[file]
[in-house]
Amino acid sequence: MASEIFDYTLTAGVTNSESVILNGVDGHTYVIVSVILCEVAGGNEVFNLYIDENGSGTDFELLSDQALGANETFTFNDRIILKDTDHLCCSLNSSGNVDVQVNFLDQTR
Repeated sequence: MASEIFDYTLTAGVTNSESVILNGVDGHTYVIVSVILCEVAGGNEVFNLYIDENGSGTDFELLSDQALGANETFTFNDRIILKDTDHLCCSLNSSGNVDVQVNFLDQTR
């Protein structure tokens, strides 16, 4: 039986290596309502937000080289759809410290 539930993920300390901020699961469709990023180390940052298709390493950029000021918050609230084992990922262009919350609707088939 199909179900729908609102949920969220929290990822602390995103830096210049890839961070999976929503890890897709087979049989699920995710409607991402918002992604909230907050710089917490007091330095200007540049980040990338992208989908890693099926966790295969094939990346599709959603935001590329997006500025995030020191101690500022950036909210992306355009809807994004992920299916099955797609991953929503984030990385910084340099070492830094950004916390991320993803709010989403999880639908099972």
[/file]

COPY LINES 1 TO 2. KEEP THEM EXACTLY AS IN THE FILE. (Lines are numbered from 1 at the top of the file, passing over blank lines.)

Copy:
[in-house]
Amino acid sequence: MASEIFDYTLTAGVTNSESVILNGVDGHTYVIVSVILCEVAGGNEVFNLYIDENGSGTDFELLSDQALGANETFTFNDRIILKDTDHLCCSLNSSGNVDVQVNFLDQTR